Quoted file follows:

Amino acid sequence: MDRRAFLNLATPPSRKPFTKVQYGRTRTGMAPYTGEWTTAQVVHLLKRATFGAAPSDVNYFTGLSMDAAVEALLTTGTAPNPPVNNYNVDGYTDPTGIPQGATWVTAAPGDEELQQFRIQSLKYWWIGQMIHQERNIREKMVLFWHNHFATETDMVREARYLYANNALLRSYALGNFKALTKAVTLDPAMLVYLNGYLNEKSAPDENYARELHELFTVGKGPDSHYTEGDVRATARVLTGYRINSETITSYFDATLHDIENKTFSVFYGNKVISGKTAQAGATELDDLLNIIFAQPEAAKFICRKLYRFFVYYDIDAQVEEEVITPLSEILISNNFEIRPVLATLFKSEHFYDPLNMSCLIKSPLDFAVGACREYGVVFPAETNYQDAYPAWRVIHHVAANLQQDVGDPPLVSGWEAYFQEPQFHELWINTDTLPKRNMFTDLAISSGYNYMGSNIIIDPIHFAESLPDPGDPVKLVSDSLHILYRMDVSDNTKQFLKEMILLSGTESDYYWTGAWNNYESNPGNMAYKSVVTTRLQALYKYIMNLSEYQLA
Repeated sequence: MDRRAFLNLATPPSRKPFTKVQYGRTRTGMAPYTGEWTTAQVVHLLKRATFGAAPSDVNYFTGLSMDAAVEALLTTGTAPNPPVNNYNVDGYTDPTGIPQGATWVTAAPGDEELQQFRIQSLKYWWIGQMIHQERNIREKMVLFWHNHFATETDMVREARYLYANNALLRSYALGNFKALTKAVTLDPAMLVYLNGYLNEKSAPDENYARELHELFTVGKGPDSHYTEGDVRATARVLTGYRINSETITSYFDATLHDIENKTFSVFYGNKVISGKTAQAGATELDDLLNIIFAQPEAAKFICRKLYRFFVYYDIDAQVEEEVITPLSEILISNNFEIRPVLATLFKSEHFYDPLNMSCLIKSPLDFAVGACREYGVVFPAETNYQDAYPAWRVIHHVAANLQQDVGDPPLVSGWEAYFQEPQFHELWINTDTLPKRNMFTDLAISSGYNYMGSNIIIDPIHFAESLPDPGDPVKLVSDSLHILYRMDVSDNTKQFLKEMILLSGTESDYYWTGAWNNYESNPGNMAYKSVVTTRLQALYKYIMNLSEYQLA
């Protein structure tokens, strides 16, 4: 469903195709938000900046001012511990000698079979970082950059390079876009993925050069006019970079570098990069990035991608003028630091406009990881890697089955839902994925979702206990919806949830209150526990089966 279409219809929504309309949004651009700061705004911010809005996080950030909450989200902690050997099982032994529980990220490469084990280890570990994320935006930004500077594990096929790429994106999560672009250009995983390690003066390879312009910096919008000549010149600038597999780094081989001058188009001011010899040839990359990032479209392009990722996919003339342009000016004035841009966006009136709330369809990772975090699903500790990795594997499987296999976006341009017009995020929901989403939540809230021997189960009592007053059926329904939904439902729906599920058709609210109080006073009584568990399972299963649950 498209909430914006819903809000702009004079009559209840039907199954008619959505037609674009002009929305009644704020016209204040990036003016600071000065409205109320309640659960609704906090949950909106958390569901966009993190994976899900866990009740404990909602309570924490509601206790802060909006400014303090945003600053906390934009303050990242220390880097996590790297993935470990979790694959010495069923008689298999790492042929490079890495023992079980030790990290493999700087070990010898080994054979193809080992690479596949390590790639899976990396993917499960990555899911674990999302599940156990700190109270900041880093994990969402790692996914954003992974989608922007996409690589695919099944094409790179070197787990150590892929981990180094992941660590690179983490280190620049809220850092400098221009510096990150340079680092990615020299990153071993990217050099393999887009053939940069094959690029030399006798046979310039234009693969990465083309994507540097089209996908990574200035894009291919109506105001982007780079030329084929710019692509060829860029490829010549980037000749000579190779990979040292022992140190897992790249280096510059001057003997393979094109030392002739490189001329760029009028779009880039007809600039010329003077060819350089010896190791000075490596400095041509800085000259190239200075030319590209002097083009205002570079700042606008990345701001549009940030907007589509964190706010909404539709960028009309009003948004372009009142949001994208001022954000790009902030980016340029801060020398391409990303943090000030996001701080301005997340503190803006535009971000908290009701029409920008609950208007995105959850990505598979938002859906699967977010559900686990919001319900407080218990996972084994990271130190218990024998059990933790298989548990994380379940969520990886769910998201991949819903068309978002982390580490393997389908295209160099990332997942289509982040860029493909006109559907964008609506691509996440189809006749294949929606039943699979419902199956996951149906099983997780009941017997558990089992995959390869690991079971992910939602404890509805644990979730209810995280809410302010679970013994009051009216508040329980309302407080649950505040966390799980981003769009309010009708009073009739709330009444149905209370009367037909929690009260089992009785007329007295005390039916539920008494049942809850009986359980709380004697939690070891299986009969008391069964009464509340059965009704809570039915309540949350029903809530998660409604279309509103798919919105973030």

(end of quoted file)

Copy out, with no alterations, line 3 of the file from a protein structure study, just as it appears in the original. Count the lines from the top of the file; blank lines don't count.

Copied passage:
């Protein structure tokens, strides 16, 4: 469903195709938000900046001012511990000698079979970082950059390079876009993925050069006019970079570098990069990035991608003028630091406009990881890697089955839902994925979702206990919806949830209150526990089966 279409219809929504309309949004651009700061705004911010809005996080950030909450989200902690050997099982032994529980990220490469084990280890570990994320935006930004500077594990096929790429994106999560672009250009995983390690003066390879312009910096919008000549010149600038597999780094081989001058188009001011010899040839990359990032479209392009990722996919003339342009000016004035841009966006009136709330369809990772975090699903500790990795594997499987296999976006341009017009995020929901989403939540809230021997189960009592007053059926329904939904439902729906599920058709609210109080006073009584568990399972299963649950 498209909430914006819903809000702009004079009559209840039907199954008619959505037609674009002009929305009644704020016209204040990036003016600071000065409205109320309640659960609704906090949950909106958390569901966009993190994976899900866990009740404990909602309570924490509601206790802060909006400014303090945003600053906390934009303050990242220390880097996590790297993935470990979790694959010495069923008689298999790492042929490079890495023992079980030790990290493999700087070990010898080994054979193809080992690479596949390590790639899976990396993917499960990555899911674990999302599940156990700190109270900041880093994990969402790692996914954003992974989608922007996409690589695919099944094409790179070197787990150590892929981990180094992941660590690179983490280190620049809220850092400098221009510096990150340079680092990615020299990153071993990217050099393999887009053939940069094959690029030399006798046979310039234009693969990465083309994507540097089209996908990574200035894009291919109506105001982007780079030329084929710019692509060829860029490829010549980037000749000579190779990979040292022992140190897992790249280096510059001057003997393979094109030392002739490189001329760029009028779009880039007809600039010329003077060819350089010896190791000075490596400095041509800085000259190239200075030319590209002097083009205002570079700042606008990345701001549009940030907007589509964190706010909404539709960028009309009003948004372009009142949001994208001022954000790009902030980016340029801060020398391409990303943090000030996001701080301005997340503190803006535009971000908290009701029409920008609950208007995105959850990505598979938002859906699967977010559900686990919001319900407080218990996972084994990271130190218990024998059990933790298989548990994380379940969520990886769910998201991949819903068309978002982390580490393997389908295209160099990332997942289509982040860029493909006109559907964008609506691509996440189809006749294949929606039943699979419902199956996951149906099983997780009941017997558990089992995959390869690991079971992910939602404890509805644990979730209810995280809410302010679970013994009051009216508040329980309302407080649950505040966390799980981003769009309010009708009073009739709330009444149905209370009367037909929690009260089992009785007329007295005390039916539920008494049942809850009986359980709380004697939690070891299986009969008391069964009464509340059965009704809570039915309540949350029903809530998660409604279309509103798919919105973030």